Washington CNN  — 

An associate of Roger Stone on Monday defended the Justice Department prosecutors who quit Stone’s case last week after top officials at the department retracted their sentencing recommendation of seven to nine years in prison for the former informal adviser to President Donald Trump.

“I know these prosecutors, I’ve been around them maybe 100 hours over the last year and they’re good guys. They’re decent guys, they’re hard working guys, they’re civil servants,” Randy Credico, who testified against Stone last year, told CNN’s Kate Bolduan on “At This Hour.”

Credico, a comedian and radio host who was a longtime Stone associate, had testified against Stone at trial and a jury convicted Stone for threatening Credico in an attempt to keep him from speaking to Congress. But since the trial, Credico has come out in support of Stone, writing a letter to the judge in the case that Stone doesn’t deserve prison time and that he didn’t feel threatened by Stone, even though the former Trump adviser used violent language with him.

Last week, all four federal prosecutors who took the case against Stone withdrew in response to the controversial and politically charged decision by Attorney General William Barr to reduce prosecutors’ recommended sentence, which came hours after Trump criticized it on Twitter. Stone was convicted on seven charges last year that came out of former special counsel Robert Mueller’s investigation, including lying to Congress and witness tampering.

Credico’s testimony and subsequent letter to the judge puts him in the middle of the two sentencing memos from the Justice Department.

The jury found Stone threatened Credico with obscenities, said he would steal Credico’s dog and made references to a scene from The Godfather where a mafia associate lies to Congress.

The prosecutors, in their original sentencing memo, even compared Stone’s witness tampering crime with convicted former Trump campaign chairman Paul Manafort’s, saying Stone’s was “substantially more serious.” Judge Amy Berman Jackson, who is set to sentence Stone on Thursday, gave Manafort a three-and-a-half year prison sentence following his plea on two charges – with 13 months of the sentence stemming from Manafort’s contact with a potential witness before his scheduled trial on lobbying charges. Manafort ultimately pleaded guilty to the witness tampering charge.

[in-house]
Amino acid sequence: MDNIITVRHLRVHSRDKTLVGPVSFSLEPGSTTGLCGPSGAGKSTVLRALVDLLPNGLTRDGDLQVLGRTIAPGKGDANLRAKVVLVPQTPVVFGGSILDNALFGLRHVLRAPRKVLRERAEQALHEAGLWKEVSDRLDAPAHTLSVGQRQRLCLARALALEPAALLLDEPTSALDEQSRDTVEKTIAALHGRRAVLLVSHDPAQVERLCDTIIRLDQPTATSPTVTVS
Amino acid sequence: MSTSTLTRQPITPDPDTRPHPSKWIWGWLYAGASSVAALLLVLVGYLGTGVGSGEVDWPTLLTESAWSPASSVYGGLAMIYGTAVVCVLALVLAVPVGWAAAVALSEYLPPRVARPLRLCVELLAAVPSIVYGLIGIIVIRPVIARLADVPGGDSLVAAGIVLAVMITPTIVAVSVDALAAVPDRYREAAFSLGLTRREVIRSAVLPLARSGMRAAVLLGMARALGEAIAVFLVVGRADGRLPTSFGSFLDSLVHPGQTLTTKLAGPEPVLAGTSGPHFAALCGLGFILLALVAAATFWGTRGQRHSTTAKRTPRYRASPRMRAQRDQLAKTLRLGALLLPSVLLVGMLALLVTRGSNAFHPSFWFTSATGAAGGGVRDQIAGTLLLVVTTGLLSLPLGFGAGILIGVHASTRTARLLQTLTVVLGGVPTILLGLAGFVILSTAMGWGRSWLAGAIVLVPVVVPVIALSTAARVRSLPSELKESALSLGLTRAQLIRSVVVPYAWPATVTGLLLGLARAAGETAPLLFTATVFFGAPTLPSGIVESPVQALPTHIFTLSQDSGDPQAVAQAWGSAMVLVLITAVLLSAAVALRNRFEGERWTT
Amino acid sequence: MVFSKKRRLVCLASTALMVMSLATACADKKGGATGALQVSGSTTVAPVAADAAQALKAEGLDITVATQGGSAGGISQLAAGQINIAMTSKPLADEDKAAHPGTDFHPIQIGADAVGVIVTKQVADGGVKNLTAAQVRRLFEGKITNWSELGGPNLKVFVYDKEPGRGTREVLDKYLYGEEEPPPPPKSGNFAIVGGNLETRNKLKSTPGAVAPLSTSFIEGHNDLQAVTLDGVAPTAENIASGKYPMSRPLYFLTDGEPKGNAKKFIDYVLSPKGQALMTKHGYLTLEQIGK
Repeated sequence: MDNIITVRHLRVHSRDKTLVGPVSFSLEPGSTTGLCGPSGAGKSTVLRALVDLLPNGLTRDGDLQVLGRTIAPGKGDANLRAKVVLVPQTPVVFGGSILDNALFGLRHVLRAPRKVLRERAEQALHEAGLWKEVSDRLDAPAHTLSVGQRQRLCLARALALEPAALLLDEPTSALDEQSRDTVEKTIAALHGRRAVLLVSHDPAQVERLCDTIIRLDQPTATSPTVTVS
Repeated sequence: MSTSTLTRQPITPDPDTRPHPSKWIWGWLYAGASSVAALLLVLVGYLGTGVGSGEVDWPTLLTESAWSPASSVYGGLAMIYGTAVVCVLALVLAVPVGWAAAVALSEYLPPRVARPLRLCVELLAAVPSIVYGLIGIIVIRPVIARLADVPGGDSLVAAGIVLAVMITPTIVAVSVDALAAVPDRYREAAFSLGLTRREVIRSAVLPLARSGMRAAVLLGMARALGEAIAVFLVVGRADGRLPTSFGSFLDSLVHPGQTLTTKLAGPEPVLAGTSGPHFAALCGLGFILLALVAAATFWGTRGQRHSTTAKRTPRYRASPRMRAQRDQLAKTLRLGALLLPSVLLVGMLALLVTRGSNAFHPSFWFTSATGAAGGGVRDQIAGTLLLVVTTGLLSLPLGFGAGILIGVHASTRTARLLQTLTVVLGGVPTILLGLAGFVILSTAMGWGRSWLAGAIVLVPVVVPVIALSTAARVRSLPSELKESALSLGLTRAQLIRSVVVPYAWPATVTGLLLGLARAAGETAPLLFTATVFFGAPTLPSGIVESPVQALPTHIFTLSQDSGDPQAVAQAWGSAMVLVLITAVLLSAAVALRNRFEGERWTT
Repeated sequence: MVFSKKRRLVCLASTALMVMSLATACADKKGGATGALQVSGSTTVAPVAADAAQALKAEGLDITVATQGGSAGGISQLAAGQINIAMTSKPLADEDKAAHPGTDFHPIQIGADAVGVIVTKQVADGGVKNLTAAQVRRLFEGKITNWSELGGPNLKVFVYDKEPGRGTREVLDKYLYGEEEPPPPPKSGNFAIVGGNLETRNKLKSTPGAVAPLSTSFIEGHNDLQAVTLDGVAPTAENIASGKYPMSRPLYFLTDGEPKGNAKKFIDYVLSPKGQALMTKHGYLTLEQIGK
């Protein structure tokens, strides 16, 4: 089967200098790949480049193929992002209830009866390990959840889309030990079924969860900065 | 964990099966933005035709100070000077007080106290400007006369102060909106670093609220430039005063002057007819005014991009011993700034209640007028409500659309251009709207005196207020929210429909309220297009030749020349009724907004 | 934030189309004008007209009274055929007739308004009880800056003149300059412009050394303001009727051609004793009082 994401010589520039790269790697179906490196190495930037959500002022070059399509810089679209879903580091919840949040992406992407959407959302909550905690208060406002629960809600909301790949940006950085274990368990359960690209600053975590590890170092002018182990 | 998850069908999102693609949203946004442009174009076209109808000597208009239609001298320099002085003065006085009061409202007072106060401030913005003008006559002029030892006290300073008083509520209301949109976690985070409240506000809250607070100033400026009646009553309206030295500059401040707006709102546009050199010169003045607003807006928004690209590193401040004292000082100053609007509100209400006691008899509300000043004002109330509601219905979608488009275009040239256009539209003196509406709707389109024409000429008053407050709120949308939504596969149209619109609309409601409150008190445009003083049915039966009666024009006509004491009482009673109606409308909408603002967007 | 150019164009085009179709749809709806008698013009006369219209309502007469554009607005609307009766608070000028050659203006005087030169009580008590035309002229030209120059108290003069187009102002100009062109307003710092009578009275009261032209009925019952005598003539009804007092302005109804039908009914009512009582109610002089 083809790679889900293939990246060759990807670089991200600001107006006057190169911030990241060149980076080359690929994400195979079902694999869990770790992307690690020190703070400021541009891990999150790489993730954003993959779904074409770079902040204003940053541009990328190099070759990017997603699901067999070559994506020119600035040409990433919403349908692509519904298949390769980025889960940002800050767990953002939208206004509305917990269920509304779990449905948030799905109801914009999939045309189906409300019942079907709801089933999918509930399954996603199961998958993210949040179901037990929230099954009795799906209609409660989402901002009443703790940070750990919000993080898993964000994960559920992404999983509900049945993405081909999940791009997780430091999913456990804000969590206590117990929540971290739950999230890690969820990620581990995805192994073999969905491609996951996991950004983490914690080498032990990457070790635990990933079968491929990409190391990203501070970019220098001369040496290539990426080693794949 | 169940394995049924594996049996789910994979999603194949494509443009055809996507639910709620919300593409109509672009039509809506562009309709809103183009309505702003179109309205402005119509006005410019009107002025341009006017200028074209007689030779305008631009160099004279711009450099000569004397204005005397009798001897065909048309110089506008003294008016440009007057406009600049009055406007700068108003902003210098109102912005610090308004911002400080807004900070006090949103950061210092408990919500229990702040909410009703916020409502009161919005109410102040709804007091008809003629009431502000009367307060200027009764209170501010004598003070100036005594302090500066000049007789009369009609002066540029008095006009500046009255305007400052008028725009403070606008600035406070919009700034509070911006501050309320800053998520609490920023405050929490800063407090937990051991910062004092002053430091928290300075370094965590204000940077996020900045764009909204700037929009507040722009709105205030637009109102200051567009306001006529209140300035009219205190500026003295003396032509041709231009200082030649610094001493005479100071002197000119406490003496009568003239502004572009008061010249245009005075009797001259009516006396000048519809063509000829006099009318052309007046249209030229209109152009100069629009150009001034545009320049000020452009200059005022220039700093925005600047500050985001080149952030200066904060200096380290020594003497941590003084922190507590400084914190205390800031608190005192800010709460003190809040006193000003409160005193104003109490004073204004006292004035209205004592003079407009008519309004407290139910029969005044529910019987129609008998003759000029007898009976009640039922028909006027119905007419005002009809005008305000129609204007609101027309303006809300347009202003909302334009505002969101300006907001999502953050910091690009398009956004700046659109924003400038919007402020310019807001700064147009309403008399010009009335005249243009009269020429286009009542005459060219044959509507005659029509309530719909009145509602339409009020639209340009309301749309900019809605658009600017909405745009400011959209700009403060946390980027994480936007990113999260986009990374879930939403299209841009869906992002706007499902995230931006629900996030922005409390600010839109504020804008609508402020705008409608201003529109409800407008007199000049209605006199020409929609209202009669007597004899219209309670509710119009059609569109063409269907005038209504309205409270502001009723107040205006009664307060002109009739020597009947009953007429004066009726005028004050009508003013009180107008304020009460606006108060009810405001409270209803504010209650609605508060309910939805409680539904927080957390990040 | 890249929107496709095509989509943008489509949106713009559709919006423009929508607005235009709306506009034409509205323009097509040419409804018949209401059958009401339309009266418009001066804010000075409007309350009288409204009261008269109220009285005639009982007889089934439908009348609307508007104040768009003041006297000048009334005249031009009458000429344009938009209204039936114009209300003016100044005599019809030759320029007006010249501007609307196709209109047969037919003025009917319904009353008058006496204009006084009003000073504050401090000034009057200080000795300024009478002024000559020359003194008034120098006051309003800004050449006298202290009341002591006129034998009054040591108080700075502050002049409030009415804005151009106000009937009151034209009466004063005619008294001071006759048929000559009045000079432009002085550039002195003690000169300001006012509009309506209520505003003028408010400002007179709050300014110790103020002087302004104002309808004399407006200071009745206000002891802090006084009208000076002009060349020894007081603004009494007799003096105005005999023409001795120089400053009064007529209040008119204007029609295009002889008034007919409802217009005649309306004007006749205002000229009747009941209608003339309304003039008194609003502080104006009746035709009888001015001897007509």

In his letter to the judge after the trial, Credico asked Jackson to not send Stone to prison, arguing that “a prison sentence is beyond what is required in this case” and that it would amount to “cruelty.”

“Indeed, with all of his talent and knowledge, Mr. Stone would be an ideal candidate for participation in an alternative to incarceration program that would serve and benefit needy organizations or distressed communities,” the letter read.

The prosecutors who originally recommended a seven-to-nine year sentence for Stone argued that even though Credico didn’t feel directly threatened by Stone, Stone should be punished for his harsh language, saying, “It is the threat itself, not the likelihood of carrying out the threat.”

When the Justice Department later controversially revised their recommendation, they leaned on Credico’s feeling that he wasn’t directly threatened. The revised sentencing memo for Stone, which did not recommend a specific amount of prison time and instead said the department would leave it up to the judge, noted that Credico “did not perceive a genuine threat from the defendant.”

But that reasoning wasn’t fair, Credico said on Monday.

“When they put this out and they used my name and my letter, they’re basically trying to rationalize the cleansing, the purging of the Justice Department and the judiciary. This is very dangerous. That’s a cynical move on their part,” he said.

Last Wednesday, Credico said on Twitter that Trump’s comments on the prosecutors were a “vile smear job.”

“As the son of a man who spent 10 years in prison, I have (consistently) opposed incarceration,” he wrote. “That being said, Trump’s vile smear job on the 4 DC prosecutors were appalling and ominous.”

Of the prosecutors in the case, Credico said in his tweet that “in my experience, I found them to be professional, moral, ethical and non-partisan.”

CNN’s David Shortell, Evan Perez, Kaitlan Collins and Jeremy Herb contributed to this report.